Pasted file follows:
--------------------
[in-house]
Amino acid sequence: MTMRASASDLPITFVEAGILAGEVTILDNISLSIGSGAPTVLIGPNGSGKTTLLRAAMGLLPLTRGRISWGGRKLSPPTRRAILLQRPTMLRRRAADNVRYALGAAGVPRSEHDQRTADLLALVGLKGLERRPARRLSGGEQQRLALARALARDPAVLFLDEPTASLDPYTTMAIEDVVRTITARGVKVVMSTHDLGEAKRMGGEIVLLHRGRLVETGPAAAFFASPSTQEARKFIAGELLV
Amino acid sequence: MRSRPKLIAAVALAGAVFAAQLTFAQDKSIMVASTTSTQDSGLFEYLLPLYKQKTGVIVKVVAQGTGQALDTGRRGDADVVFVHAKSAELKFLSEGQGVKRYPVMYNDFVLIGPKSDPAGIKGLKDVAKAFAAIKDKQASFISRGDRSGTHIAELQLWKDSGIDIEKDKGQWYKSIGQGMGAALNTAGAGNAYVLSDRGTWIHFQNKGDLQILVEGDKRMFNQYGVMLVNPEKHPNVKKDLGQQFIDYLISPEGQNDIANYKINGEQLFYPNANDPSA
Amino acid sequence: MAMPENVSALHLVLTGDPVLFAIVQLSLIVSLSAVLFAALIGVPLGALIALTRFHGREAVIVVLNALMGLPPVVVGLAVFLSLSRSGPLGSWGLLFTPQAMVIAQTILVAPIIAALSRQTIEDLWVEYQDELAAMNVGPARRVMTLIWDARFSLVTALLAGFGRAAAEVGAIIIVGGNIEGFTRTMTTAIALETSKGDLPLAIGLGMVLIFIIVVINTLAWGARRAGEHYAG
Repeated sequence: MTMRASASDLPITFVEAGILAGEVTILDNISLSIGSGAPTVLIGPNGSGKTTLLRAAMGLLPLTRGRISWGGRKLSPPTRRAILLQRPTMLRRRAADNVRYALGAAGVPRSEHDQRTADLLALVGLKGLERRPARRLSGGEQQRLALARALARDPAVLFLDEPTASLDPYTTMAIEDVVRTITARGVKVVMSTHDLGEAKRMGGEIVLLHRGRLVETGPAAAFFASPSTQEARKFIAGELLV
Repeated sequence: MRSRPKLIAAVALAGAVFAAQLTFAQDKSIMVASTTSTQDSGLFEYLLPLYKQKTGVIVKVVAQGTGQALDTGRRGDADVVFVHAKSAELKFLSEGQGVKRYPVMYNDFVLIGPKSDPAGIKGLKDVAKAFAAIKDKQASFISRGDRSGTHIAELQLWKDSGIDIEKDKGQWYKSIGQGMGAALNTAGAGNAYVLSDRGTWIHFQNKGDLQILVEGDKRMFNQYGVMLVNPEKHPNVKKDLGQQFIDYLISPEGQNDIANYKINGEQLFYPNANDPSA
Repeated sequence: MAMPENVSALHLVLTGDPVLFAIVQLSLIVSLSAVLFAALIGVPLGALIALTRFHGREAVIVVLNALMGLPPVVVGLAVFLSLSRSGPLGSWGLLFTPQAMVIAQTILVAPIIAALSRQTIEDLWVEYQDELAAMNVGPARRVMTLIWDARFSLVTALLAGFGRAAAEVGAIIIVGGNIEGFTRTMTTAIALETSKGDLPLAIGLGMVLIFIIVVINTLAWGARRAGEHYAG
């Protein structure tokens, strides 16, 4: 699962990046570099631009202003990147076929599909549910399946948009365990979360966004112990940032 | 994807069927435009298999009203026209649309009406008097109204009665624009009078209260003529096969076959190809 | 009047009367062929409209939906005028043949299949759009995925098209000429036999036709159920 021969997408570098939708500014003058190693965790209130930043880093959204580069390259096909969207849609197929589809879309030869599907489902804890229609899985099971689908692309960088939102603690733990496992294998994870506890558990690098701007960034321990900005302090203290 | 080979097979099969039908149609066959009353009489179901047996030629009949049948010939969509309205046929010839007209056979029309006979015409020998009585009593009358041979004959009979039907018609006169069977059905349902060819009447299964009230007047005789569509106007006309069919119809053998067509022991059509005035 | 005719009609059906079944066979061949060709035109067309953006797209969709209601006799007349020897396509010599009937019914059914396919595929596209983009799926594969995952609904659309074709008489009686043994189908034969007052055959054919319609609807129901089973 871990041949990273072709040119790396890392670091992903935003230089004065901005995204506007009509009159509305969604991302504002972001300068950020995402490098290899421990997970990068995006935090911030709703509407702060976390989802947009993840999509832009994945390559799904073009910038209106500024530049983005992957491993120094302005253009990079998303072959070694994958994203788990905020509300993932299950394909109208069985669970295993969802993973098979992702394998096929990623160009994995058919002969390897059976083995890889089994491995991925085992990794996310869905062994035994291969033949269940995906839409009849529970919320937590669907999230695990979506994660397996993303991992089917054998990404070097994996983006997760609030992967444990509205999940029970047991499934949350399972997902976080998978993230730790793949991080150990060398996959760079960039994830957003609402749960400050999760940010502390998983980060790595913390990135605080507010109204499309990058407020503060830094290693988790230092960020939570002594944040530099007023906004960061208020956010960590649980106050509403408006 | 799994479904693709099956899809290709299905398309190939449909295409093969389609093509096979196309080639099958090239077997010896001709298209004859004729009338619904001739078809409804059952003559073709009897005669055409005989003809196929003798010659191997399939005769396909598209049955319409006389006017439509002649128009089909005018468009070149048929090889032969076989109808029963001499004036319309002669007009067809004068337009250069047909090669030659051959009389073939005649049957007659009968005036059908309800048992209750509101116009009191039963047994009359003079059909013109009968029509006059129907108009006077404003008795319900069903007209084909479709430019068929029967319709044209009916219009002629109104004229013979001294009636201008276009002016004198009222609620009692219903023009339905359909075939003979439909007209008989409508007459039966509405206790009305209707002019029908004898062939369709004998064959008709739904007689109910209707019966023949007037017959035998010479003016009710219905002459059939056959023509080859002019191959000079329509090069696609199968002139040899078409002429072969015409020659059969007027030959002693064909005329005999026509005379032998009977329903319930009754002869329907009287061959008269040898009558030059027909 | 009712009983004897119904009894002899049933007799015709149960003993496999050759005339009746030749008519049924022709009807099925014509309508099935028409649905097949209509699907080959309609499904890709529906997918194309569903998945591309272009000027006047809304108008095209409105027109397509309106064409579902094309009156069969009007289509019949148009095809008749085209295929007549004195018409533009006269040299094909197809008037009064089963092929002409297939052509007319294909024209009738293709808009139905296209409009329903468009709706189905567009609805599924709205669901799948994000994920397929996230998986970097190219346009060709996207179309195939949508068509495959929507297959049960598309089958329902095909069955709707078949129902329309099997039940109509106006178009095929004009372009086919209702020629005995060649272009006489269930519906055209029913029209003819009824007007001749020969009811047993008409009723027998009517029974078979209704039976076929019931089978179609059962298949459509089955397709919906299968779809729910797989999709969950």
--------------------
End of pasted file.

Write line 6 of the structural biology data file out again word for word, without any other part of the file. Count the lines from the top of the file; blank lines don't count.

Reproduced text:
Repeated sequence: MRSRPKLIAAVALAGAVFAAQLTFAQDKSIMVASTTSTQDSGLFEYLLPLYKQKTGVIVKVVAQGTGQALDTGRRGDADVVFVHAKSAELKFLSEGQGVKRYPVMYNDFVLIGPKSDPAGIKGLKDVAKAFAAIKDKQASFISRGDRSGTHIAELQLWKDSGIDIEKDKGQWYKSIGQGMGAALNTAGAGNAYVLSDRGTWIHFQNKGDLQILVEGDKRMFNQYGVMLVNPEKHPNVKKDLGQQFIDYLISPEGQNDIANYKINGEQLFYPNANDPSA